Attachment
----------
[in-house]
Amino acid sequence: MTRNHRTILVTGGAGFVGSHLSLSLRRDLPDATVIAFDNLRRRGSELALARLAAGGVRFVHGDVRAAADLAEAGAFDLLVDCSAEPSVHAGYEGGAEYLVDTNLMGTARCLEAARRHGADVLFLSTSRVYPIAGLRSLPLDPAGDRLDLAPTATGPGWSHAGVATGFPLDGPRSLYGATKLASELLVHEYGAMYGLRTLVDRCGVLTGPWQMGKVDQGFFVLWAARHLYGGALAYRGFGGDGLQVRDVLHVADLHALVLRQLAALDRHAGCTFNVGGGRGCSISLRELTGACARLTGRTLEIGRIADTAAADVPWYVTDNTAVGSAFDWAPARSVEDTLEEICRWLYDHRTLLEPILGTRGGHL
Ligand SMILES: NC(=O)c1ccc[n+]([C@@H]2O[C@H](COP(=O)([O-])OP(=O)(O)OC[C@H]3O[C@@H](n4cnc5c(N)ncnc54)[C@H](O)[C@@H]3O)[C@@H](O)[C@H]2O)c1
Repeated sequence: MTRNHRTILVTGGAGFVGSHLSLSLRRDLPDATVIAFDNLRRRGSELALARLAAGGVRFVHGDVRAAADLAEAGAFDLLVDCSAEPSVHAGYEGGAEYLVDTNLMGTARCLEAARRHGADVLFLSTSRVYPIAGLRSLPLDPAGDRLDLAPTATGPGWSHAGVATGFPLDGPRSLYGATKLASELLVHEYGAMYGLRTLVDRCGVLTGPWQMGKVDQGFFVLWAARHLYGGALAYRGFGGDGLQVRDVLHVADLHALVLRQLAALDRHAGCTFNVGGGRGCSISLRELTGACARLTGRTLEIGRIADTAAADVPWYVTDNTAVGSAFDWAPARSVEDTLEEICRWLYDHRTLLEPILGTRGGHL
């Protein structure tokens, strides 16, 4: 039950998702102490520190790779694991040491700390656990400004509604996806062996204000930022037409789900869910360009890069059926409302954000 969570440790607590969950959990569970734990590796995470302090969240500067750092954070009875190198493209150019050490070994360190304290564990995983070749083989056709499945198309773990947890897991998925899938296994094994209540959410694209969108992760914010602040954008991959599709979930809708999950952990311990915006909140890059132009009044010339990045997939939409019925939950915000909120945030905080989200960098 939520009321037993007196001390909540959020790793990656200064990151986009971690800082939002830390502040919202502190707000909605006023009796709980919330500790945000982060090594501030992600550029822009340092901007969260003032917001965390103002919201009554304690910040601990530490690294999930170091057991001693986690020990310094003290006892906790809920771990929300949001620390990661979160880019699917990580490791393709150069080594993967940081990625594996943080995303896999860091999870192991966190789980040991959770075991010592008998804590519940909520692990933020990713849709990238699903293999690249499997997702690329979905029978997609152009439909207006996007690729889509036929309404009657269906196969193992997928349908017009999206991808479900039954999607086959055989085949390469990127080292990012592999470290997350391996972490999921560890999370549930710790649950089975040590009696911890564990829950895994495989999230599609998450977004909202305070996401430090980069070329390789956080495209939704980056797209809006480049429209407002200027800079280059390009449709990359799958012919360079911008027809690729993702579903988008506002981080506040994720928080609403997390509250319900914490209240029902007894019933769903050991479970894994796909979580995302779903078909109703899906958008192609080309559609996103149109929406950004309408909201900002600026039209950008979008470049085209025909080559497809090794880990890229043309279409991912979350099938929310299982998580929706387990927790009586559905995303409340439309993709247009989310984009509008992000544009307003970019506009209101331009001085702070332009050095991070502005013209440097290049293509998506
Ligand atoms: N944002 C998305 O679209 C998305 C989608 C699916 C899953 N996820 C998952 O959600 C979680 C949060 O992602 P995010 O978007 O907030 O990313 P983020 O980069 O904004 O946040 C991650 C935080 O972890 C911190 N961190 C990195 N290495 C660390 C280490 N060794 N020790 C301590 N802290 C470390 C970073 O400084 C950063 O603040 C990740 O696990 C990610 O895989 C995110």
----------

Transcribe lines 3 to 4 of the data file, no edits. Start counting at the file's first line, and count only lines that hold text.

Ligand SMILES: NC(=O)c1ccc[n+]([C@@H]2O[C@H](COP(=O)([O-])OP(=O)(O)OC[C@H]3O[C@@H](n4cnc5c(N)ncnc54)[C@H](O)[C@@H]3O)[C@@H](O)[C@H]2O)c1
Repeated sequence: MTRNHRTILVTGGAGFVGSHLSLSLRRDLPDATVIAFDNLRRRGSELALARLAAGGVRFVHGDVRAAADLAEAGAFDLLVDCSAEPSVHAGYEGGAEYLVDTNLMGTARCLEAARRHGADVLFLSTSRVYPIAGLRSLPLDPAGDRLDLAPTATGPGWSHAGVATGFPLDGPRSLYGATKLASELLVHEYGAMYGLRTLVDRCGVLTGPWQMGKVDQGFFVLWAARHLYGGALAYRGFGGDGLQVRDVLHVADLHALVLRQLAALDRHAGCTFNVGGGRGCSISLRELTGACARLTGRTLEIGRIADTAAADVPWYVTDNTAVGSAFDWAPARSVEDTLEEICRWLYDHRTLLEPILGTRGGHL